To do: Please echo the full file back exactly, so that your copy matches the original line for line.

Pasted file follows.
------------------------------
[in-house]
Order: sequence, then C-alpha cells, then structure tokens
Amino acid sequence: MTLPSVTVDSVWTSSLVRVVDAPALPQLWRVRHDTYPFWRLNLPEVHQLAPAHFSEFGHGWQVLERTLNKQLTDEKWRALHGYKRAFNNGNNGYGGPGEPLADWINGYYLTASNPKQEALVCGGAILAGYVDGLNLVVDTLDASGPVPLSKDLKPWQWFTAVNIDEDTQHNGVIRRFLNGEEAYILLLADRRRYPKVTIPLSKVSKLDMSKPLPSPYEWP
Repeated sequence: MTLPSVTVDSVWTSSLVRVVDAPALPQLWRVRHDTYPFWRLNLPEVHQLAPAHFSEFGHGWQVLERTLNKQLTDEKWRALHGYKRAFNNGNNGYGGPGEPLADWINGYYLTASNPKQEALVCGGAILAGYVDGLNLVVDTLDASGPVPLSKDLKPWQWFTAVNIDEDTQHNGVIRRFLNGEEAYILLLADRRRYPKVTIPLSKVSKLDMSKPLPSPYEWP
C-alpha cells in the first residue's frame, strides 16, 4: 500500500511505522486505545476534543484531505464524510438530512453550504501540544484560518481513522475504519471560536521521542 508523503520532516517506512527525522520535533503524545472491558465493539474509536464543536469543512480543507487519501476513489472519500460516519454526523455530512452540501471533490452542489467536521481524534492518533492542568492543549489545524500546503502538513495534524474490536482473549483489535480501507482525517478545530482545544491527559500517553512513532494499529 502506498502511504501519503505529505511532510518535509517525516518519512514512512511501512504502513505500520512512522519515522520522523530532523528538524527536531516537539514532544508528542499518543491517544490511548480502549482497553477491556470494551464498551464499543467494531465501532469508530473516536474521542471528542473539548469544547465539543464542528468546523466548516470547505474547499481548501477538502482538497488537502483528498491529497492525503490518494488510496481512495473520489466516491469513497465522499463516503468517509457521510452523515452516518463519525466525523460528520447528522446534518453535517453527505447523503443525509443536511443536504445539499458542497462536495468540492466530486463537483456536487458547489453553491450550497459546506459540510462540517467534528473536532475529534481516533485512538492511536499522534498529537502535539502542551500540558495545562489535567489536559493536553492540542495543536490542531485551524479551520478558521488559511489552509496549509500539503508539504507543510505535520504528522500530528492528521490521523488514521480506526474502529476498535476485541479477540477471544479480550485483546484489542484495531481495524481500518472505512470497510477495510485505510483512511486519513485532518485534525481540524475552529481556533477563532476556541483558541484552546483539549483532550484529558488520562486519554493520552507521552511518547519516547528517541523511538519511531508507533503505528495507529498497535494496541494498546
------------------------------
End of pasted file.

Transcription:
[in-house]
Order: sequence, then C-alpha cells, then structure tokens
Amino acid sequence: MTLPSVTVDSVWTSSLVRVVDAPALPQLWRVRHDTYPFWRLNLPEVHQLAPAHFSEFGHGWQVLERTLNKQLTDEKWRALHGYKRAFNNGNNGYGGPGEPLADWINGYYLTASNPKQEALVCGGAILAGYVDGLNLVVDTLDASGPVPLSKDLKPWQWFTAVNIDEDTQHNGVIRRFLNGEEAYILLLADRRRYPKVTIPLSKVSKLDMSKPLPSPYEWP
Repeated sequence: MTLPSVTVDSVWTSSLVRVVDAPALPQLWRVRHDTYPFWRLNLPEVHQLAPAHFSEFGHGWQVLERTLNKQLTDEKWRALHGYKRAFNNGNNGYGGPGEPLADWINGYYLTASNPKQEALVCGGAILAGYVDGLNLVVDTLDASGPVPLSKDLKPWQWFTAVNIDEDTQHNGVIRRFLNGEEAYILLLADRRRYPKVTIPLSKVSKLDMSKPLPSPYEWP
C-alpha cells in the first residue's frame, strides 16, 4: 500500500511505522486505545476534543484531505464524510438530512453550504501540544484560518481513522475504519471560536521521542 508523503520532516517506512527525522520535533503524545472491558465493539474509536464543536469543512480543507487519501476513489472519500460516519454526523455530512452540501471533490452542489467536521481524534492518533492542568492543549489545524500546503502538513495534524474490536482473549483489535480501507482525517478545530482545544491527559500517553512513532494499529 502506498502511504501519503505529505511532510518535509517525516518519512514512512511501512504502513505500520512512522519515522520522523530532523528538524527536531516537539514532544508528542499518543491517544490511548480502549482497553477491556470494551464498551464499543467494531465501532469508530473516536474521542471528542473539548469544547465539543464542528468546523466548516470547505474547499481548501477538502482538497488537502483528498491529497492525503490518494488510496481512495473520489466516491469513497465522499463516503468517509457521510452523515452516518463519525466525523460528520447528522446534518453535517453527505447523503443525509443536511443536504445539499458542497462536495468540492466530486463537483456536487458547489453553491450550497459546506459540510462540517467534528473536532475529534481516533485512538492511536499522534498529537502535539502542551500540558495545562489535567489536559493536553492540542495543536490542531485551524479551520478558521488559511489552509496549509500539503508539504507543510505535520504528522500530528492528521490521523488514521480506526474502529476498535476485541479477540477471544479480550485483546484489542484495531481495524481500518472505512470497510477495510485505510483512511486519513485532518485534525481540524475552529481556533477563532476556541483558541484552546483539549483532550484529558488520562486519554493520552507521552511518547519516547528517541523511538519511531508507533503505528495507529498497535494496541494498546